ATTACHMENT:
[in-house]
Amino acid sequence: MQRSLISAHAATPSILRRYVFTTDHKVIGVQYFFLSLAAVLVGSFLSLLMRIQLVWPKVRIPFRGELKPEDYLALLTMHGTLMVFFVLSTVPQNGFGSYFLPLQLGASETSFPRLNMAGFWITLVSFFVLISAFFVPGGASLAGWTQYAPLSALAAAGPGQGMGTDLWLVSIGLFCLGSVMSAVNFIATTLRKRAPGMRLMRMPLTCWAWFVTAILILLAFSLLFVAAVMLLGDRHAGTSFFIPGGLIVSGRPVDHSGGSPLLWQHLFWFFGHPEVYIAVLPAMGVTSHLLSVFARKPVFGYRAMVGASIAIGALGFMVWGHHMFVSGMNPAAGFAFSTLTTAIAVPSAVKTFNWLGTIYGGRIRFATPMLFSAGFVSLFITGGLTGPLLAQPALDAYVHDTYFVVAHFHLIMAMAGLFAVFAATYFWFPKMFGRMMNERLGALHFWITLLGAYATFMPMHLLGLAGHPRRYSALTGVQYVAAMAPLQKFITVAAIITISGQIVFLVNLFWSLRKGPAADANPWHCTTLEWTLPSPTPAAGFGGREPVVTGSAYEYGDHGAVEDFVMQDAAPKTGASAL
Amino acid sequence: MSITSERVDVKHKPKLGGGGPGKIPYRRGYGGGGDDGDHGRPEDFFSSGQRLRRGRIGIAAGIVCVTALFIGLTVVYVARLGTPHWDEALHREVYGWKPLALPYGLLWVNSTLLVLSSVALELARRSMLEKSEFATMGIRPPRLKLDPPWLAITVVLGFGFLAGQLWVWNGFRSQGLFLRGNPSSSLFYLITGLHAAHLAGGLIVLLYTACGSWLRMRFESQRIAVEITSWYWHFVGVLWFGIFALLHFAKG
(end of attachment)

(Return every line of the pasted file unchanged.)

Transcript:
[in-house]
Amino acid sequence: MQRSLISAHAATPSILRRYVFTTDHKVIGVQYFFLSLAAVLVGSFLSLLMRIQLVWPKVRIPFRGELKPEDYLALLTMHGTLMVFFVLSTVPQNGFGSYFLPLQLGASETSFPRLNMAGFWITLVSFFVLISAFFVPGGASLAGWTQYAPLSALAAAGPGQGMGTDLWLVSIGLFCLGSVMSAVNFIATTLRKRAPGMRLMRMPLTCWAWFVTAILILLAFSLLFVAAVMLLGDRHAGTSFFIPGGLIVSGRPVDHSGGSPLLWQHLFWFFGHPEVYIAVLPAMGVTSHLLSVFARKPVFGYRAMVGASIAIGALGFMVWGHHMFVSGMNPAAGFAFSTLTTAIAVPSAVKTFNWLGTIYGGRIRFATPMLFSAGFVSLFITGGLTGPLLAQPALDAYVHDTYFVVAHFHLIMAMAGLFAVFAATYFWFPKMFGRMMNERLGALHFWITLLGAYATFMPMHLLGLAGHPRRYSALTGVQYVAAMAPLQKFITVAAIITISGQIVFLVNLFWSLRKGPAADANPWHCTTLEWTLPSPTPAAGFGGREPVVTGSAYEYGDHGAVEDFVMQDAAPKTGASAL
Amino acid sequence: MSITSERVDVKHKPKLGGGGPGKIPYRRGYGGGGDDGDHGRPEDFFSSGQRLRRGRIGIAAGIVCVTALFIGLTVVYVARLGTPHWDEALHREVYGWKPLALPYGLLWVNSTLLVLSSVALELARRSMLEKSEFATMGIRPPRLKLDPPWLAITVVLGFGFLAGQLWVWNGFRSQGLFLRGNPSSSLFYLITGLHAAHLAGGLIVLLYTACGSWLRMRFESQRIAVEITSWYWHFVGVLWFGIFALLHFAKG